Henry Cowell Redwoods State Park, California, mid-May. The trail climbs from dense secondary redwood forest, to wet mixed conifer forest (redwood, Douglas fir, and hemlock), to sun-dappled oak trees, and finally sunny chaparral. The understory flowers also shift, from shade-tolerant violets and irises, to sun-loving lupines. The loop trail then returns along the creek back to redwood forest.
Entering Chitwan, we crossed a large river which our taxi driver told us was part of the Ganga river. We later learned that this is the Narayani, or Gandaki River, which is one of the major tributaries of the Ganga river. I spent 7 months in Varanasi, Indiat living and teaching on the banks of the Ganga (way back when this blog was first conceived). It was pretty incredible to see the same waters much further upstream.
During our stay in Chitwan, we took a boat ride along the river. We saw all kinds of animals in the water and on the shores, including the endangered gharial, or fish-eating crocodile. We also saw a group of men using two canoes to bring a Jeep across the river! And we took a morning walk with the elephants and mahouts that work at the lodge to cut food for the elephants. The elephants passed a bundle at a time up to their mahouts (stealing bites along the way) and carried the stack back–the whole elephant-load is only about half of their food for the day.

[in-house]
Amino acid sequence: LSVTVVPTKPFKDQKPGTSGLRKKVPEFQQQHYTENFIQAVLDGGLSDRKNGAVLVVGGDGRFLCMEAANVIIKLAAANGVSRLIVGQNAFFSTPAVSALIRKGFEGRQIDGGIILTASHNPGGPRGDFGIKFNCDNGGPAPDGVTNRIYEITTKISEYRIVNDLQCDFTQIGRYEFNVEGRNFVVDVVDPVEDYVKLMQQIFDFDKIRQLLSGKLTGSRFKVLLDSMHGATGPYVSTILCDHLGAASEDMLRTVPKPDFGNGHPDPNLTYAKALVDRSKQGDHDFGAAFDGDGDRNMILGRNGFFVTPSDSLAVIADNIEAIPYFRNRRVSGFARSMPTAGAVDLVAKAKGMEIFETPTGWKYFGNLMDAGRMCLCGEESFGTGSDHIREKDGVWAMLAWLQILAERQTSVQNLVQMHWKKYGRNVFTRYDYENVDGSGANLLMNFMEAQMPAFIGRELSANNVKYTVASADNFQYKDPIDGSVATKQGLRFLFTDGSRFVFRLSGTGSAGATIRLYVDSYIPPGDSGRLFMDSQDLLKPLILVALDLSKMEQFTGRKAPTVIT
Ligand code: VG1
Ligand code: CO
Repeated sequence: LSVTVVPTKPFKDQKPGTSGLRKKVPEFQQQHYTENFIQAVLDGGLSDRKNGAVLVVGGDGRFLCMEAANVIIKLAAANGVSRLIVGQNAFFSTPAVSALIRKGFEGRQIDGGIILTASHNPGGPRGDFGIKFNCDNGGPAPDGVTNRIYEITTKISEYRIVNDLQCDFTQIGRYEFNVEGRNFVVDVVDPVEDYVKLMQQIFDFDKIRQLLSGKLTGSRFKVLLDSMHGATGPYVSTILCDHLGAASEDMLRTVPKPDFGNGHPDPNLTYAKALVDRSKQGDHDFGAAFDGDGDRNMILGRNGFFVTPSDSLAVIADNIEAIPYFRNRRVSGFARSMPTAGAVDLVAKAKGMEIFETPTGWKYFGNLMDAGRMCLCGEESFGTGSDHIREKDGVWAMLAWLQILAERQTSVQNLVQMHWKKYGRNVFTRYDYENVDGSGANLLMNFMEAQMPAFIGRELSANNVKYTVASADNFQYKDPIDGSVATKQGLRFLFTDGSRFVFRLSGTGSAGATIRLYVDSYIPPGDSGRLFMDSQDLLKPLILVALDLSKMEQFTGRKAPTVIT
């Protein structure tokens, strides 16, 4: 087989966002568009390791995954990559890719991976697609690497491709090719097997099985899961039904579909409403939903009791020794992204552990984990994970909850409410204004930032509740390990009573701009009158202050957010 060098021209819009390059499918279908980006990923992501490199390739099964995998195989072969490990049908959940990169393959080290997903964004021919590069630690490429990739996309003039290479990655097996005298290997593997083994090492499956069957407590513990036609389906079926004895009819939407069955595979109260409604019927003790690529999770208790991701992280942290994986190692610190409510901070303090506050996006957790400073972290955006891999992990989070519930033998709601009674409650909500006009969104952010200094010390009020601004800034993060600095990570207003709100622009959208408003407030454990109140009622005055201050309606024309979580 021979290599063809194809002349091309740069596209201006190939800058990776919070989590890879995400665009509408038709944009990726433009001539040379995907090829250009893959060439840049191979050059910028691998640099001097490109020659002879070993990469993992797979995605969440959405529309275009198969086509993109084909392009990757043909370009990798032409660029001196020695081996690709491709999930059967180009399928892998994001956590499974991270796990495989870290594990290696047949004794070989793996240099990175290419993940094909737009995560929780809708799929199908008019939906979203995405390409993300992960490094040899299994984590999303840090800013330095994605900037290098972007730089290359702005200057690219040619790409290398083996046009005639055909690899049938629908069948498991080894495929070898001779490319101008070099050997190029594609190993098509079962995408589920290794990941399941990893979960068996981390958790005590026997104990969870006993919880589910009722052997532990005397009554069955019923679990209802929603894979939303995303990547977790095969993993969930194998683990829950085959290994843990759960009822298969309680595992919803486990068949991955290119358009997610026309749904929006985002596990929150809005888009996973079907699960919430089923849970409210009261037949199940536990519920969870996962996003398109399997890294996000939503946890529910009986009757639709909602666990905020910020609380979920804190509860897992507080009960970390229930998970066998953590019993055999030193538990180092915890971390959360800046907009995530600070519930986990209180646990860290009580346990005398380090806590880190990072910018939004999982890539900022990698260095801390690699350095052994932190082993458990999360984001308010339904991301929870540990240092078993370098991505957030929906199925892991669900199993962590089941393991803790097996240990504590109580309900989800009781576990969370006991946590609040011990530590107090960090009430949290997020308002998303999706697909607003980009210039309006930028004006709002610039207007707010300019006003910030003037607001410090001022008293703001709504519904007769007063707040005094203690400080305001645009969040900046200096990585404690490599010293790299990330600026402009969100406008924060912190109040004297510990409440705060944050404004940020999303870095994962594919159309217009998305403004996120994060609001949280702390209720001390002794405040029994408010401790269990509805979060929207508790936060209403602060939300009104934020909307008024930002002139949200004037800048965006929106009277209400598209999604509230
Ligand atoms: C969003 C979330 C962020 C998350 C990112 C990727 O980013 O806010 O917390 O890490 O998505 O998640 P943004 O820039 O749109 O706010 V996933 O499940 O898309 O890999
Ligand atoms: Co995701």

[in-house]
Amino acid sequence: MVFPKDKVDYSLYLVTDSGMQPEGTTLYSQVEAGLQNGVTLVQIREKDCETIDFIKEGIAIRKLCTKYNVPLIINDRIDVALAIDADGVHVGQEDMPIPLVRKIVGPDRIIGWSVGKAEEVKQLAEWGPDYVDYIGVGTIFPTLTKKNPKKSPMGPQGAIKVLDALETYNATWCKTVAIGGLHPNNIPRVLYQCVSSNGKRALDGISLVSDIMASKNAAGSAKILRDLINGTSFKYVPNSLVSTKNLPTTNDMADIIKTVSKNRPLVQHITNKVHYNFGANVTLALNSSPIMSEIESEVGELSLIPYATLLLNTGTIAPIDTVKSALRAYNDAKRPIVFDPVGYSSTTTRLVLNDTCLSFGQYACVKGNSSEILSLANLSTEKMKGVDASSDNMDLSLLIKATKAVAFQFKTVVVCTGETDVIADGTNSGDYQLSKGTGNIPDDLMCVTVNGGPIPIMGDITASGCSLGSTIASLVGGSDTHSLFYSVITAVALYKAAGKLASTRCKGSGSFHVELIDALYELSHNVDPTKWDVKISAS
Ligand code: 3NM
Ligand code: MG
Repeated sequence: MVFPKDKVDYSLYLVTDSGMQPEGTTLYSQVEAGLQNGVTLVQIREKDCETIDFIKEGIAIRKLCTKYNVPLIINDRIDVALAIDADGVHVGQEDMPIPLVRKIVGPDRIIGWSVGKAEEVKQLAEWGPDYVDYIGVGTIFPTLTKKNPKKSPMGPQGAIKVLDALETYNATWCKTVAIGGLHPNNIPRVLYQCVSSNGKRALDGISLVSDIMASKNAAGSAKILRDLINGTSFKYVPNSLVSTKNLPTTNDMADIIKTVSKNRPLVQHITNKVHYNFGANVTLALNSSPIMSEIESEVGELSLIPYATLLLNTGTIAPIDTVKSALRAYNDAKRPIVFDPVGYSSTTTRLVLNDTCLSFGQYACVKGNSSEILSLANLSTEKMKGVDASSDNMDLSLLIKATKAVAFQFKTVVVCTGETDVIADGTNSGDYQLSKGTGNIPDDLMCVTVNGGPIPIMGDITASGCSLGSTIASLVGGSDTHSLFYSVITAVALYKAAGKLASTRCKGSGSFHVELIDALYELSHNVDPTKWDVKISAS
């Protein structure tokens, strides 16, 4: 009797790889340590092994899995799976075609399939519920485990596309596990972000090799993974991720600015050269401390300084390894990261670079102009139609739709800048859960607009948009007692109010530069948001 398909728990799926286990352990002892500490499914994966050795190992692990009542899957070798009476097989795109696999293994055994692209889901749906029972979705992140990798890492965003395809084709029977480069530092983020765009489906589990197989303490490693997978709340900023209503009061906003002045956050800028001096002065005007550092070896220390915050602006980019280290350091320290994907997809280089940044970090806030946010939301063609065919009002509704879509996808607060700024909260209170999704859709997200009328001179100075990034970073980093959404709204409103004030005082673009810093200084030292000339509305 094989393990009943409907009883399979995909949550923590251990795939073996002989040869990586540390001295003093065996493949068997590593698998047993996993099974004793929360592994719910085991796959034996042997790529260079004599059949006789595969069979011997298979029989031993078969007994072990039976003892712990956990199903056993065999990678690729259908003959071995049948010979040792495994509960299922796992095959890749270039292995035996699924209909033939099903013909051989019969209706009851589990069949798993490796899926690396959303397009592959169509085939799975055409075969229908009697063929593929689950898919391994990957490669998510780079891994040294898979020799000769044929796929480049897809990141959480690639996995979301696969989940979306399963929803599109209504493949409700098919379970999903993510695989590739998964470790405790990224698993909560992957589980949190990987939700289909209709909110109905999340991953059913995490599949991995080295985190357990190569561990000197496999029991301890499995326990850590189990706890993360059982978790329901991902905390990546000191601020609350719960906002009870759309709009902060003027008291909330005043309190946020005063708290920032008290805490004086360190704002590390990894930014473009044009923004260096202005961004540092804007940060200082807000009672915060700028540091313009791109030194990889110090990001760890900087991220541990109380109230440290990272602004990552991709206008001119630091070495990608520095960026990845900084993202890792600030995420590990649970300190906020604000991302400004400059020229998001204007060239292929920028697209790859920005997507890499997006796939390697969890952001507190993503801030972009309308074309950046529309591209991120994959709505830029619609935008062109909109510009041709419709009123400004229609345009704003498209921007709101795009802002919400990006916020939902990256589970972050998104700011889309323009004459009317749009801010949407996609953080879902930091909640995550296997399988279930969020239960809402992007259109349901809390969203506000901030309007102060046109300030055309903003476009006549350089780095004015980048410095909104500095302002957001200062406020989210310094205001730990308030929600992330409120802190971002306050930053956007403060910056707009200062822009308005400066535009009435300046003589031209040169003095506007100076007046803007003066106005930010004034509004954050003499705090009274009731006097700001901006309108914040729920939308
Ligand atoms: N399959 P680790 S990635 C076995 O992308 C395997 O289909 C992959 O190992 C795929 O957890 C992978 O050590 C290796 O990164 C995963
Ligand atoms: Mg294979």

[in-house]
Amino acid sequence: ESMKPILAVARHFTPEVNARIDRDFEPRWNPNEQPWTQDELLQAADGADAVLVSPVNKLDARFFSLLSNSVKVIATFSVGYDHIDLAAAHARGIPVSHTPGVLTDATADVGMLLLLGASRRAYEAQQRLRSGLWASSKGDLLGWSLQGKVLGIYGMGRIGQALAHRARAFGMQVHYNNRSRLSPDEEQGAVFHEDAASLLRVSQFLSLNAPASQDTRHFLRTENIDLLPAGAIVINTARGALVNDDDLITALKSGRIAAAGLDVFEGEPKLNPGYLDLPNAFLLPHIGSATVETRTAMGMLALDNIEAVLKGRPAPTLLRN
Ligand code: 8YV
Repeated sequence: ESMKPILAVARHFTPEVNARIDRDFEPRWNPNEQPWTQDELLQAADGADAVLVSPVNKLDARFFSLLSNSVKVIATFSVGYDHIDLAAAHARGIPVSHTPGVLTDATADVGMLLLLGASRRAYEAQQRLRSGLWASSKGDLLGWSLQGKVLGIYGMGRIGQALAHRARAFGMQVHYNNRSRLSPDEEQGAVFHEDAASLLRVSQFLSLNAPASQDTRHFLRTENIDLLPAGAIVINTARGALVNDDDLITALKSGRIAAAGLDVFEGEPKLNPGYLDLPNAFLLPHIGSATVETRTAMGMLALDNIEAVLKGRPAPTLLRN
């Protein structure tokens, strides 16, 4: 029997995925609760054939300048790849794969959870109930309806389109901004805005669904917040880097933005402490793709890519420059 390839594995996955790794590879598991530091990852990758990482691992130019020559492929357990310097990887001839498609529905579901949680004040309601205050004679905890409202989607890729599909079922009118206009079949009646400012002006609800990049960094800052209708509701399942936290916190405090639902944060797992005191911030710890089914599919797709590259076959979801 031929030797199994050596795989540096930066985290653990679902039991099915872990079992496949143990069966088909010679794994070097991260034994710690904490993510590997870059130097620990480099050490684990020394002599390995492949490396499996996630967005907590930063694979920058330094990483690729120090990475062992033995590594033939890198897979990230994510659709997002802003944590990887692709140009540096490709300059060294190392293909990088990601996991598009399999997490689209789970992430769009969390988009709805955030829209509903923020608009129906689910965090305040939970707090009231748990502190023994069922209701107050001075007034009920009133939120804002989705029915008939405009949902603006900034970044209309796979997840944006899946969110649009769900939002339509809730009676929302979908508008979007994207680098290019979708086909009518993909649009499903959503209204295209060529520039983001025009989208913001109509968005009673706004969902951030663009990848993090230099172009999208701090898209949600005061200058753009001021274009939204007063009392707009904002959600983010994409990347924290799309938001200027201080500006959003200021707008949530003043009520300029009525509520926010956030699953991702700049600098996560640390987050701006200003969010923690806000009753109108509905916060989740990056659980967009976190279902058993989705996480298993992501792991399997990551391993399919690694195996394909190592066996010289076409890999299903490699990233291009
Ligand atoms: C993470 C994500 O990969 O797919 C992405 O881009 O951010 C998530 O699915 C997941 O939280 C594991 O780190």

On Easter Sunday, we visited Thomaskirche, one of the most famous churches in Leipzig. Originally founded in the 12th century, the current building was started in the 15th century, and is now a combination of different styles and restorations. Bach spent over 25 years here as cantor, and is buried beneath the sanctuary. It’s also home to a famous boys’ choir, which was founded over 800 years ago. It was stunning to hear one of Bach’s cantatas performed by the Thomas choir in this space.